A Miracle Happens in Colombia: Chelsea Rotary Club Helps Build New Health Center in South American Nation

Juan Gallego (back row, right) of the Chelsea Rotary Club is pic¬tured with parents and children who live in gitodokabu, Colom¬bia. Through the efforts of and the Chelsea Rotary Club in the Colombian Project, funds were raised and a new health center was built in this remote area of the nation.

Juan Gallego is well known to Chelsea residents as a businessman and an organizer who makes things happen.

As a longstanding member of the Rotary Club of Chelsea and its president-elect, Gallego has regularly affirmed the organization’s commitment to community service that is symbolized in its motto, Service Above Self.

Gallego took his community service to another level with his chairmanship of the Chelsea Rotary Club’s Colombian Project, a humanitarian effort in Colombia in which he helped build a health center in a remote part of that country that is located in the continent of South America.

In 2007 Gallego, a native of Colombia, first approached Chelsea Rotary members about his idea to build a new health center in a remote jungle area for an indigenous community in Gitodokabu, Colombia. The ethnic group living in that area is known as Embera Katio.

“When I was traveling on a Rotary International mission [Rotaplast, a program for cleft lip and cleft palate surgeries for poor children] in Colombia, I met a group of nuns (Las Lauritas], who informed me that the community of Gitodokabu lacked any health care services.”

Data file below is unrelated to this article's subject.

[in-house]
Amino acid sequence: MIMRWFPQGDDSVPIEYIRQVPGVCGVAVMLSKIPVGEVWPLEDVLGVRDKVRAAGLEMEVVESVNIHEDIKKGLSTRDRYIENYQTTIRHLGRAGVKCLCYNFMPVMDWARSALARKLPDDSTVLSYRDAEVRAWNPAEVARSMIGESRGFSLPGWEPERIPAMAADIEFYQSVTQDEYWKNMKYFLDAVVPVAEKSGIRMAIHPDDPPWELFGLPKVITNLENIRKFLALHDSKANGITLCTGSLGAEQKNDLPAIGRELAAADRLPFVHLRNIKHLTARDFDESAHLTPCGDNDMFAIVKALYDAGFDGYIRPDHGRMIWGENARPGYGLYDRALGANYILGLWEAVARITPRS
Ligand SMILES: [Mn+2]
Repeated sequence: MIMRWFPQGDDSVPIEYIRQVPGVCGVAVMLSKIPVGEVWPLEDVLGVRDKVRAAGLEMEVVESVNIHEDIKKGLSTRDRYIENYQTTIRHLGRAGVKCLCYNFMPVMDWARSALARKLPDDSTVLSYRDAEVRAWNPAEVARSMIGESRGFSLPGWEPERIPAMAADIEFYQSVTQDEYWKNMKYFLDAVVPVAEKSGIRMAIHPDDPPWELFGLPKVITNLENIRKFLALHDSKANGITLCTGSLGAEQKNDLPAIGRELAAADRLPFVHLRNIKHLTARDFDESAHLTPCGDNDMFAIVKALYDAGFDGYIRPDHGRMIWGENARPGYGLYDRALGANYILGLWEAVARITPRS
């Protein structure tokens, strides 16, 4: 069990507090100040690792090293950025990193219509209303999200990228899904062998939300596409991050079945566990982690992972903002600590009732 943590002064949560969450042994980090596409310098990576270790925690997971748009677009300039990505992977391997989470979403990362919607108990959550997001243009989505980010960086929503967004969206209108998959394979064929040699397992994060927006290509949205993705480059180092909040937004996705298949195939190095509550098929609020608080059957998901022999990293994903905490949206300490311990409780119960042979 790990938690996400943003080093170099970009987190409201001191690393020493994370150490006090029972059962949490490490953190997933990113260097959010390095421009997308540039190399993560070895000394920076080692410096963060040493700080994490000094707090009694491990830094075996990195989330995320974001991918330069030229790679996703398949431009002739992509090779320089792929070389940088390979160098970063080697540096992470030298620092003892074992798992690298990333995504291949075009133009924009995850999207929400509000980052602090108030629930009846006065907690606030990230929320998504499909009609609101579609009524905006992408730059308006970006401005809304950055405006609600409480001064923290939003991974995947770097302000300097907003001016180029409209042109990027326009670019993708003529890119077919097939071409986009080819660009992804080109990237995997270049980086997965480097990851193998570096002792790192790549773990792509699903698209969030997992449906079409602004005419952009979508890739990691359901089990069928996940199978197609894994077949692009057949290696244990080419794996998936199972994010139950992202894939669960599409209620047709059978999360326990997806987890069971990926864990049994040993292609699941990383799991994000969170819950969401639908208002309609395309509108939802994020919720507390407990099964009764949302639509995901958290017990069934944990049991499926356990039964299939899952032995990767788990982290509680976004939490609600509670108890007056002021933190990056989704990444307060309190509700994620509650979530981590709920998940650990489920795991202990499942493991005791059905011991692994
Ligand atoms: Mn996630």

Gallego said the nuns described the health situation in Gitodokabu as “critical.” “They told me that children were dying in their effort to travel to a health center from the remote mountainous region where they live. It literally takes five to eight hours for families to get to a health center.”

Gallego said Chelsea Rotary members agreed to support The Colombian Project and helped raise $50,000 in funds to help build the health center in Colombia.

The construction of the health center in the remote area was a gargantuan task.

“The area was so isolated and the region so mountainous that it took 1,200 trips by mules to transport the materials to the village,” said Gallego. “The journey had begun with trucks bringing those materials to a certain point. From there on, the mules took the materials up horse paths to the village.”

The one-floor facility, with four beds for patients, a laboratory, and community room, is now up and running and being used by the 1,800 people who live on the reservation. Physicians are at the health center on a regular basis.  There is a registered nurse on duty 24 hours a day while other staff assist at the health center.

Gallego said the new health center and its staff have saved lives. “Malaria and other diseases have plagued the community and they have been able to help patients address these serious health issues,” said Gallego.

Following an inauguration ceremony for the health center in February, 2011, a team of 12 physicians held a clinic and saw 600 patients in one day. Government officials and representatives from the Rotary Club in Colombia [Pereira del Otum], who had worked in collaboration with the Chelsea Rotary and the Caritas Foundation, thanked Gallego profusely for his diligent efforts.

Gallego is understandably proud of his fellow Chelsea Rotary members for their assistance. As a result of Gallego’s initiative and the support and generosity of the Rotary Club of Chelsea, families and children thousands of miles away now have a full-staff health center in operation 24 hours a day in their community.

“They love our Rotary Club,” said Gallego, relating how the Gitodokabu community responded to the opening of the center.”

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